Scoliosis Research Society
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Scoliosis Referrals Often Not Early Enough to Use Bracing

Scoliosis occurs in 1-3% of all children. It appears when children are 10-12 years old. As children grow, scoliosis will often worsen. Scoliosis can be mild, moderate or severe. Mild scoliosis requires no treatment. Moderate scoliosis can be treated with a brace. The goal of bracing is to prevent worsening. It works very well at preventing the need for surgery. Severe scoliosis is treated with spine surgery. It is very important that children with mild scoliosis see a specialist while they are young. Once children finish growing, a brace cannot help them. The scoliosis Research Society recommends brace treatment for growing children with moderate scoliosis.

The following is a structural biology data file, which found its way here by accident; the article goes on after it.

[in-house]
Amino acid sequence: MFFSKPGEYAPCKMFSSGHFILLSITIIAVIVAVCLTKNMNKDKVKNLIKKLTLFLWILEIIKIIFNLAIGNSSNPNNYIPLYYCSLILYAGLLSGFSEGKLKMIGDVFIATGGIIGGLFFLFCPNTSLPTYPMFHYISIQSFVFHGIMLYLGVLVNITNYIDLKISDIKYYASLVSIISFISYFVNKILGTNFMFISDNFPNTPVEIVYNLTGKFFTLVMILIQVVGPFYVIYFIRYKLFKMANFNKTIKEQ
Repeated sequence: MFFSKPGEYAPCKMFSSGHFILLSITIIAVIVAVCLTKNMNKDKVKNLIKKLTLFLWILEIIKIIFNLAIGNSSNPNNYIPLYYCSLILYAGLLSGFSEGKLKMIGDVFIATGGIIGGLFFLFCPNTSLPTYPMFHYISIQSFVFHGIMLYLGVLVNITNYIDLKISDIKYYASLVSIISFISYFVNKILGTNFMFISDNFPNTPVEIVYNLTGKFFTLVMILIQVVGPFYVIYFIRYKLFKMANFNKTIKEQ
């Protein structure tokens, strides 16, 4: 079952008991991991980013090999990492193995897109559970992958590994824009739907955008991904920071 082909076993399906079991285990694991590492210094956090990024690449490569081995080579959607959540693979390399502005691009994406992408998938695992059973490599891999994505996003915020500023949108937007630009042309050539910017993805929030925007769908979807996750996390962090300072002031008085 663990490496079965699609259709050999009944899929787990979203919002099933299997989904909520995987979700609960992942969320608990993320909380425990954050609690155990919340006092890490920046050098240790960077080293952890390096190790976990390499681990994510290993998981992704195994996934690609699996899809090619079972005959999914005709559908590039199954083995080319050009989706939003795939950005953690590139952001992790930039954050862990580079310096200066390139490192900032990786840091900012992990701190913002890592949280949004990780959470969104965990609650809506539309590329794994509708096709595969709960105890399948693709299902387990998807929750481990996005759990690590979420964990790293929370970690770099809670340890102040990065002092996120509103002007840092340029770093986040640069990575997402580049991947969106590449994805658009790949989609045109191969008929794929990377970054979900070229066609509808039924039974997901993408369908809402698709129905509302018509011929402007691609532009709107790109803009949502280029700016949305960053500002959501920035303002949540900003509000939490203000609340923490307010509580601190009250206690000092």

This study was done at The Hospital for Sick Children in Toronto, Canada. They studied 335 children who they saw for scoliosis in 2014. They looked at the treatment options at the first patient visit. Fifty-six of these children needed a brace. Sixty-seven already had severe curves and needed surgery. Another 27 children had curves that were close to needing surgery. This means that 94 of their patients are likely to have spine surgery. Unfortunately, they never had an opportunity to be treated with a brace. If their scoliosis was noticed earlier, a brace might have prevented the need for a surgery. Early discovery of scoliosis can decrease the need for surgery by giving more children a chance of brace treatment.

Anthony, A., Zeller, R., Evans, C. et al. Adolescent idiopathic scoliosis detection and referral trends: impact treatment options. Spine Deform 9, 75–84 (2021).

Summary provided by the SRS Patient Education Committee.